blank 12/18/13 10:11AM Biker Repair, Fuel, Motorcycle Maintenance, Motorcycle Servicing

Motorcycle Maintenance 101

Motorcycle Repair

Motorcycle Maintenance 101

Anything you can do to make your ride safer is a good idea. You think of things like a helmet, glasses and gloves, but what about motorcycle maintenance? Maintaining your bike is a great way to help ensure safety each time you ride. These are tips on how to avoid motorcycle accidents through proper maintenance.


Your tires are the only thing connecting you to the road. Under-inflated tires generate more heat than properly inflated tires. That extra heat can cause your tires to wear out faster, or even blow out as your riding. Check your tire pressure and tread remaining each time you get your bike out.


Oil is something else that should be checked before you head out because it should be checked when it's cold. The bike should be in a level position so use the center stand or a ramp to make it level. Everyone knows that not enough oil is bad, but too much oil can create a mess, too, by flooding your air filter with oil. Change your oil every 3-6 months and your oil filter every other oil change as long as you use a high-quality filter. Motorcycles will take the same oil as cars as long as you make sure you've got the right weight.


Fuel gets your bike going so you'll probably remember to add it. There's more to the fuel system than just adding gas, though. Check fuel lines for cracking or weathering and replace immediately if any damage is spotted. If you have one, check your fuel filter to make sure it's not clogged, and replace every 2 years. You may live in a climate where you store your bike over the winter – remember that untreated fuel is only good for 6 months. If it's been longer than that, your fuel system may need flushed.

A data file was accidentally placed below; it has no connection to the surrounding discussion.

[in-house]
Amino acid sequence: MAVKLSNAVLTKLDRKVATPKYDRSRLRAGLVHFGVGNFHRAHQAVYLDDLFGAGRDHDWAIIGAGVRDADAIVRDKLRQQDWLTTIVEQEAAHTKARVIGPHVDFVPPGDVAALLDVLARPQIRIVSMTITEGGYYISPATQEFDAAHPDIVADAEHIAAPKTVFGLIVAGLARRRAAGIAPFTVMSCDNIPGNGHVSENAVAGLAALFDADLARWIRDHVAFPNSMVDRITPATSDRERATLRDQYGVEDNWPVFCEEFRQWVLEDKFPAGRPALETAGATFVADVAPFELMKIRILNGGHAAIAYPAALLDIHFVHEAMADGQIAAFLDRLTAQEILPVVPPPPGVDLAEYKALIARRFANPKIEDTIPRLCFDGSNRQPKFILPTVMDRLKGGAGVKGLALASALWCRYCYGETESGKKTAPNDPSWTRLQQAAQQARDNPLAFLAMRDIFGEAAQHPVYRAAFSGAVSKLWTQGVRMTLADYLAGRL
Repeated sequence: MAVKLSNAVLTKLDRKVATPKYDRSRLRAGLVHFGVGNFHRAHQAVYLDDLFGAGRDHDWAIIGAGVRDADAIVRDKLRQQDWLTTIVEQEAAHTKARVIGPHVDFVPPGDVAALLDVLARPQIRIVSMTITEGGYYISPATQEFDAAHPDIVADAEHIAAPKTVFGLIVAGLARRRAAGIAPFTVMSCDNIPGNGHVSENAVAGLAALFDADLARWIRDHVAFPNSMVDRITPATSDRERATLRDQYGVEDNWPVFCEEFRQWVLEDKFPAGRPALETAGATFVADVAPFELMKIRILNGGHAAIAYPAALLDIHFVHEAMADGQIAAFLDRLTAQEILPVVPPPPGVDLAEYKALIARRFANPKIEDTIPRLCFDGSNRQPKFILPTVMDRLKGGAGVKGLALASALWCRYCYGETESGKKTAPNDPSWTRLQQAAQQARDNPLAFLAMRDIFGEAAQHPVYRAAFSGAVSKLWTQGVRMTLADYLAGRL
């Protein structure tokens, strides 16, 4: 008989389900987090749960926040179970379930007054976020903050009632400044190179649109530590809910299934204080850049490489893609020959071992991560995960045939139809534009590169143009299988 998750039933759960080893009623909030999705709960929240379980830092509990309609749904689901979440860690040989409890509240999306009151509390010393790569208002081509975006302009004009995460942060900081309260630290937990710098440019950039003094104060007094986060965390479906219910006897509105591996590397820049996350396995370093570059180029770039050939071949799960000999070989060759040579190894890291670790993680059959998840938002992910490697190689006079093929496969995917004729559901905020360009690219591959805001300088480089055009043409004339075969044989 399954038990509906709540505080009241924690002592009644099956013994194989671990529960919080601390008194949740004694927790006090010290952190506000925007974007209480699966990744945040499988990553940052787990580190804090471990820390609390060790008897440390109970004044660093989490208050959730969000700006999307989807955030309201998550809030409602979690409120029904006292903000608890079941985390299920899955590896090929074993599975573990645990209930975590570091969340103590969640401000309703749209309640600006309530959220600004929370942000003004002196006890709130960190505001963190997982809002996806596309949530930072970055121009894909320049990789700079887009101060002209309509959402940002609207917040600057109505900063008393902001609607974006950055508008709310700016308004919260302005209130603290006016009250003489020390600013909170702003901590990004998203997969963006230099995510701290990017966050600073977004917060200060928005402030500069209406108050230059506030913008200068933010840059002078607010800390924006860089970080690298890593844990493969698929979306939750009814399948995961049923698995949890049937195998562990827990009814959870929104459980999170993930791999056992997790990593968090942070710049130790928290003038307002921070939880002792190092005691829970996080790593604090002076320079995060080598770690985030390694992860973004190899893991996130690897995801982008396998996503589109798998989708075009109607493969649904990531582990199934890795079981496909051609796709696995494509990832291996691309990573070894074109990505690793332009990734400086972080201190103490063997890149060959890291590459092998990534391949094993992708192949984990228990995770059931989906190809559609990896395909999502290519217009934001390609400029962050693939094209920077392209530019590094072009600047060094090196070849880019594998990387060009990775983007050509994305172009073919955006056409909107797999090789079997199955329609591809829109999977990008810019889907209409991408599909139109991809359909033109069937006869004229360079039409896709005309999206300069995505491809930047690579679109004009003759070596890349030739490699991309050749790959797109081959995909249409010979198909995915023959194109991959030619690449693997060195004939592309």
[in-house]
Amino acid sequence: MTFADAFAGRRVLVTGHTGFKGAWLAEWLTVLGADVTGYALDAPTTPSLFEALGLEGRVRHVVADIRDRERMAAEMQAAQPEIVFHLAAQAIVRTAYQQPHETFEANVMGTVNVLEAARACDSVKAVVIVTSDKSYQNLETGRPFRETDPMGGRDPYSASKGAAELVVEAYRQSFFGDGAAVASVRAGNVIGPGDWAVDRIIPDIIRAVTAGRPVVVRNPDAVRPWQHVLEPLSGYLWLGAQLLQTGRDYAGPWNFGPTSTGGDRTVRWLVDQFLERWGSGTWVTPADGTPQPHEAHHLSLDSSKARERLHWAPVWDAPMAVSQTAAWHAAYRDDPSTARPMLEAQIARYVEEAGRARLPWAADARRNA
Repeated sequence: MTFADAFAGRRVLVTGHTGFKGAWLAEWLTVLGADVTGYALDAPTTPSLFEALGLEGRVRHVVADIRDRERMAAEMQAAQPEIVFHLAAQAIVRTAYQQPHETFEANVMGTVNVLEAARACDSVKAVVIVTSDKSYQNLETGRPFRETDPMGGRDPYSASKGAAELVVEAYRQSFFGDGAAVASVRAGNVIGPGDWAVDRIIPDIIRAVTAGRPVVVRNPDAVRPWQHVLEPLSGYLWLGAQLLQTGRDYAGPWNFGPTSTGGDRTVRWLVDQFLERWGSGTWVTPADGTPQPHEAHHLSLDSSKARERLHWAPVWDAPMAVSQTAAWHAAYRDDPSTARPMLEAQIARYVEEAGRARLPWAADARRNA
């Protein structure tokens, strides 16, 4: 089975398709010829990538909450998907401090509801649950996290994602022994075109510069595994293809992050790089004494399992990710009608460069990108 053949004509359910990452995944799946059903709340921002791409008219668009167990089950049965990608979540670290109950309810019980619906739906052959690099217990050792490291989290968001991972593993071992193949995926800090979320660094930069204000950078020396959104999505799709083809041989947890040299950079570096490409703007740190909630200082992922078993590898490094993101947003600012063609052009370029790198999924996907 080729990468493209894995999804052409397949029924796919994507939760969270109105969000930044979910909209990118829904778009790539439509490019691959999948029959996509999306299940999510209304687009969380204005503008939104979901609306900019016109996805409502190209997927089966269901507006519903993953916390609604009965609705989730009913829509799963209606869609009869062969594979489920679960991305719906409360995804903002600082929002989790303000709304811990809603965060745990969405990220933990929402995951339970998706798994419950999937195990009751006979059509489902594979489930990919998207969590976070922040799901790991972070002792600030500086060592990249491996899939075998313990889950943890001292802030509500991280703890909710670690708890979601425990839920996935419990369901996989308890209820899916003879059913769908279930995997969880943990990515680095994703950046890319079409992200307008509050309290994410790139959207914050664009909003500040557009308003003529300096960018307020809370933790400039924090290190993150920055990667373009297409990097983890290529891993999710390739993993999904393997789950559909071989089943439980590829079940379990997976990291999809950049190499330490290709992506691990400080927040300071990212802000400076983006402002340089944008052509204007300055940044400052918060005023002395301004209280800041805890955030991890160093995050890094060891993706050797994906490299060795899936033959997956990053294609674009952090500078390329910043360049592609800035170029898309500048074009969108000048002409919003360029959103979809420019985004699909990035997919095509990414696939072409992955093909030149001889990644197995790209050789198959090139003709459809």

Brakes stop your bike and that's a good thing. Unfortunately, brake fluid can absorb outside moisture and lose effectiveness. Make sure you replace your brake fluid every 1 – 2 years. There are probably two brake fluid reservoirs on your bike – one up front, usually on the handlebars; and one in the back. Check both reservoirs regularly – checking each time you put gas in your tank creates a natural reminder. And don't forget to check your brake pads at the same time.


You should perform a bit of routine maintenance on your battery each month. Check the fluid in each chamber. If you need to top it off, be sure to use distilled water. Even filtered tap water contains impurities that you don't want in your battery. After checking the fluid, check your clamps, cable and connectors. Replace or repair anything that is damaged or weather-worn.


Of course, there's more maintenance that your motorcycle may need, depending on its age and use. If you start with a well-running machine and follow these simple motorcycle maintenance steps, you'll help keep your bike running better for longer.

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